The granaries were probably rebuilt under Severus in their visible and enormous form. Corbridge was one of the two main supply bases during Severus’s expedition in Caledonia in AD 208–11.

    Reconstruction of the fountain at Corbridge

    Reconstruction of the fountain at Corbridge, built in the late 2nd or early 3rd century. The fountain would have provided a constant supply of fresh water for drinking, cooking and other uses

    © Historic England (illustration by Richard Lea)

    The Civilian Town

    By the early 3rd century, if not before, an extensive civilian town had grown up around the core of the military garrison and supply centre. The walls surrounding the legionary compounds are meandering and their gates ornate rather than defensive, suggesting that their main function was to segregate the military personnel from a surrounding community of a burgeoning urban character.

    Probably by the 3rd century Corbridge was the capital of a self-governing administrative division or civitas (as was Carlisle in the west), although there is no record of its name. In the 4th century the town prospered as a civil centre, probably defended (although our knowledge of the defences is slight) by a walled circuit. There may well still have been a military presence in the compounds at the centre of the town, but the identity of the late Roman garrison is unknown.

    Major, centrally organised repair works took place on the main road through Corbridge as late as AD 370, but the town seems to have been rapidly abandoned when Roman administration in Britain collapsed in the early years of the 5th century.

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    After the Romans

    A 2nd- or 3rd-century relief of Jupiter from Corbridge, now in Hexham Abbey

    A 2nd- or 3rd-century relief of Jupiter from Corbridge, used in the building of the Saxon church at Hexham

    The Saxon settlement at Corbridge was established (probably in the 7th century) half a mile east of the ruins of the Roman town, at a good fording place. By this time the Roman bridge must have been unusable, but striking enough as a ruin to lend its name to the successor settlement.

    As early as the 670s remains from Corbridge were quarried by the Saxon builders of St Wilfrid’s church at Hexham, and stone-robbing went on for centuries – there is much Roman stone in the later Saxon fabric of the church of St Andrew at Corbridge. King John (r.1199–1216) dug in the ruins for treasure in 1201, finding nothing but stones ‘marked with brass, iron and lead’ – a reference to blocks in Roman structures, such as the fountain or the bridge, that were bonded with metal cramps.

    Antiquarian Interest and Excavations

    The 16th-century antiquaries John Leland and William Camden (visiting in about 1539 and 1599 respectively) were struck by the upstanding ruins of Roman Corbridge.[10] Although John Horsley recorded the site as largely levelled by the plough by the early 18th century,[11] in the same period Alexander Gordon described ‘the circuit of the walls’ as still being conspicuous.[12] The site was finally completely levelled by agricultural improvements in about 1810.

    In 1861–2 excavation by William Coulson uncovered the northern end of the Roman bridge and other structures inside the town. Systematic excavation began in 1906. The central part of the site was given to the nation in 1933 and is now in the care of English Heritage. This area has been the focus of research carried out since 1914.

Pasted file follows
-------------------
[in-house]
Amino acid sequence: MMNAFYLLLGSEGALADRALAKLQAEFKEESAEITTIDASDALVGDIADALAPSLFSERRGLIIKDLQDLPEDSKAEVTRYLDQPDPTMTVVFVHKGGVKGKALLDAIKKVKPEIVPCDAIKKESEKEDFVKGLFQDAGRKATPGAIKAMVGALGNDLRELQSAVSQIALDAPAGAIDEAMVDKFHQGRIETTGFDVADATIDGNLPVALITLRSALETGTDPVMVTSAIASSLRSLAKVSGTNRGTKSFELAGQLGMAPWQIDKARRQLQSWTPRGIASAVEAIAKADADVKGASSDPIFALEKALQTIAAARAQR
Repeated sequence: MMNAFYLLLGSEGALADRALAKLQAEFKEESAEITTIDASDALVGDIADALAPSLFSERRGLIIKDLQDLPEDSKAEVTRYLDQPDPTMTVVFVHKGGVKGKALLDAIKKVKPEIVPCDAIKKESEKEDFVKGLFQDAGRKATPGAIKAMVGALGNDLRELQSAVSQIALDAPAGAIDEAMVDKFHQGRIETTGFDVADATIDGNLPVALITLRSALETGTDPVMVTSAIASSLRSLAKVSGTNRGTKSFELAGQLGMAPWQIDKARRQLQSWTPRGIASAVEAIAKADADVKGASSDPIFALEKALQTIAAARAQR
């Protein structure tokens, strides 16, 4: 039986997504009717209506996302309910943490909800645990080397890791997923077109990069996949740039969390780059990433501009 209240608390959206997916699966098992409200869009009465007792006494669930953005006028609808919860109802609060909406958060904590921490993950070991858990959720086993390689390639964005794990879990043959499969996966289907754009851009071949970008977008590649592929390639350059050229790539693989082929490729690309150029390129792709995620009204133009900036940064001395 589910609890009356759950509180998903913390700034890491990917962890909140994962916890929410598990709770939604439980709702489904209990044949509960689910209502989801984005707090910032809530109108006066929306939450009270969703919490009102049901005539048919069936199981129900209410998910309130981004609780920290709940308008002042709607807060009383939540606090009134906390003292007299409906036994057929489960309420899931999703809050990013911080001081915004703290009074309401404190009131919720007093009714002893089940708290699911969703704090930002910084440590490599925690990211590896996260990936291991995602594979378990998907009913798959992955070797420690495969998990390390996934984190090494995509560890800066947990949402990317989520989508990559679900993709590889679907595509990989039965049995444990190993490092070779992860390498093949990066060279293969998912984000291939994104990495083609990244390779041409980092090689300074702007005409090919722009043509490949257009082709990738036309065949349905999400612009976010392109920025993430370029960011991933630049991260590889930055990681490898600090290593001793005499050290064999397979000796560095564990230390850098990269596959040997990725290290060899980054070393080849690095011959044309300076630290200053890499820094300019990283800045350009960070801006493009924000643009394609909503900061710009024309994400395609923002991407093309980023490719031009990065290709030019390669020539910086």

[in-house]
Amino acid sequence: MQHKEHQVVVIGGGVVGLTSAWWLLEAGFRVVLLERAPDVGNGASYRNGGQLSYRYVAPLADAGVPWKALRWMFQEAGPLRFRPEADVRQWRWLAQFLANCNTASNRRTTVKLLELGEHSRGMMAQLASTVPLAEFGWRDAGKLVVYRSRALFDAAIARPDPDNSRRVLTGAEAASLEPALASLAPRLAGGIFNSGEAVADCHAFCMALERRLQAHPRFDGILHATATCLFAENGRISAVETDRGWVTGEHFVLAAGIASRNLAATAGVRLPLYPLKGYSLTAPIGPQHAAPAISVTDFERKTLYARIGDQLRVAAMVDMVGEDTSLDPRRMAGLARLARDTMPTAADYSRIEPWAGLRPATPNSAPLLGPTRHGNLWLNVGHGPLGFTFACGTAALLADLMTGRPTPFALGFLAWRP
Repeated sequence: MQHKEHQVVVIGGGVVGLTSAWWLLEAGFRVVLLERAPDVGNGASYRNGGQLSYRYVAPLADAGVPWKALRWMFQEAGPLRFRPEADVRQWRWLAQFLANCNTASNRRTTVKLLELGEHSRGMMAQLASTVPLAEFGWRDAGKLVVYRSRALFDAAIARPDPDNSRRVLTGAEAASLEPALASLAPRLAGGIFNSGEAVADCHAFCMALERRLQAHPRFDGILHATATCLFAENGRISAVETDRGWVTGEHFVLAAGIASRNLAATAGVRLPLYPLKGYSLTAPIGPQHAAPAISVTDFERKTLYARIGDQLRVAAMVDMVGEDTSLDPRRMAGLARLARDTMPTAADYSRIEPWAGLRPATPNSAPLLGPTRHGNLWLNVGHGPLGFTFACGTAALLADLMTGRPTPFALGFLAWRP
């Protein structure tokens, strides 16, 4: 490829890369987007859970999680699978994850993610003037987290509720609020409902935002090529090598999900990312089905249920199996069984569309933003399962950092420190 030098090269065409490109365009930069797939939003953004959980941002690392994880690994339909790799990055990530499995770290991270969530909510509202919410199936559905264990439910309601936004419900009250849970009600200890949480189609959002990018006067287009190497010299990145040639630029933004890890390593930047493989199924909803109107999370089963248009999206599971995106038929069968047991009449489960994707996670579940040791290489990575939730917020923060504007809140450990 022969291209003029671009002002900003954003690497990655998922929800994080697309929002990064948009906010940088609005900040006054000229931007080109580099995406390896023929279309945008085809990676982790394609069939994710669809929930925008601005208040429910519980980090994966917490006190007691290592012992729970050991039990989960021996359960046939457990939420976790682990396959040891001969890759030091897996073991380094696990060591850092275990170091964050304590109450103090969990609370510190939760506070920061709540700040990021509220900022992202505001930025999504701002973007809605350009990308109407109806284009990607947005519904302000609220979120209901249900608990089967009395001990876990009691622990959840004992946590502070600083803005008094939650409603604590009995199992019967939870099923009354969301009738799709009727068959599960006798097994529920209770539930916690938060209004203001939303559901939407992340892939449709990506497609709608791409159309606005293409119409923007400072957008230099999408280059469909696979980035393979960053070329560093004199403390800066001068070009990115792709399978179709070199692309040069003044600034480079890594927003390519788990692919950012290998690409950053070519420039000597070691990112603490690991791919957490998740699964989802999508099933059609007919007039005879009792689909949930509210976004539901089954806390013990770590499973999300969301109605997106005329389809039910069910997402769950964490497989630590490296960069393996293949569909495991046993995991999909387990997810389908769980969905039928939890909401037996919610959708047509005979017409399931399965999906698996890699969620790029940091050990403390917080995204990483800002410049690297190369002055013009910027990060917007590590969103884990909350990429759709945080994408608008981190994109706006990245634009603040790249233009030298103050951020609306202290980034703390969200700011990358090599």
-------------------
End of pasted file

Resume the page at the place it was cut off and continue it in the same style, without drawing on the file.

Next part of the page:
Excavations at Corbridge have yielded one of the largest collections of everyday objects in the Hadrian’s Wall area. In 1964 archaeologists discovered the remains of a wooden chest beneath Site XI, buried about AD 105–20, containing a hoard of military equipment, tools and other items. The chest included the remains of two suits of segmented plate armour, the best preserved ever found. Film footage of the excavations shows the moment when the Corbridge Hoard was discovered (with kind permission of Mrs A Luscombe).

         

    About the Author

    Nick Hodgson is Archaeological Projects Manager for Tyne & Wear Archives & Museums. He has published a study of the archaeological evidence for the history of the Roman military site at Corbridge, and a catalogue and study of the many Roman architectural fragments found there.

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    The west granary from the north

    The west granary from the north, built between AD 198 and 209

    Footnotes

      The tombstone is in Hexham Abbey, and is published in RG Collingwood and RP Wright, The Roman Inscriptions of Britain, vol 1: Inscriptions on Stone (Oxford, 1965), RIB no. 1172 (accessed 6 July 2016). A replica is on display in the Corbridge Museum.
      In Corbridge Museum, and published in Collingwood and Wright, op cit, nos. 1147, 1148 (accessed 6 July 2016).
      Partly excavated in 2004; see P Bidwell, ‘The Roman bridge at Corbridge’, in Hadrian’s Wall 1999–2009: A Summary of Recent Excavation and Research, ed N Hodgson (Kendal, 2009), 101–5.
      In Corbridge Museum, and published in Collingwood and Wright, op cit, nos. 1137, 1149 (accessed 6 July 2016).
      The original excavation reports on Site XI are in WH Knowles and RH Forster, ‘Corstopitum: report on the excavations in 1908’, Archaeologia Aeliana, 3rd series, 5 (1909), 302–424, and RH Forster and WH Knowles, ‘Corstopitum: report on the excavations in 1910’, Archaeologia Aeliana, 3rd series, 7 (1911), 143–267. For the interpretation as a storehouse/market, see N Hodgson, ‘The development of the Roman site at Corbridge from the first to third centuries AD’, Archaeologia Aeliana, 5th series, 37 (2008), 47–92, esp. 63–5.
      Evidence reviewed in N Hodgson, ‘The development of the Roman site at Corbridge from the first to third centuries AD’, Archaeologia Aeliana, 5th series, 37 (2008), 47–92.
      Ibid, esp. 63–5.
      See for example DJ Breeze and B Dobson, Hadrian’s Wall (3rd edn, London, 2000), 134.
      Inscriptions of Legio II Augusta: Collingwood and Wright, op cit, nos. 1127, 1154; VI Victrix: no. 1163: XX Valeria Victrix: no. 1164 (accessed 6 July 2016). Detachments of the Second and Twentieth legions were also garrisoned together at Carlisle in the 3rd century.
      John Leland, Itinerary (ed T Hearne, 1711), vol 5, 93: ‘a place called Colecester, where hath been a fortress or castle’; William Camden, Britain, or, a Chorographicall Description of the Most Flourishing Kingdomes, England, Scotland, and Ireland (London, 1610), Northumberland, Section 12: ‘But who so shal see the heape of rubbish that lieth thereby, and is called Colecester, will soone say it was some hold of a Roman garrison.’
      John Horsley, Britannia Romana (London, 1732), 397 (accessed 6 July 2016).
      Alexander Gordon, Itinerarium Septentrionale (London, 1726), 176.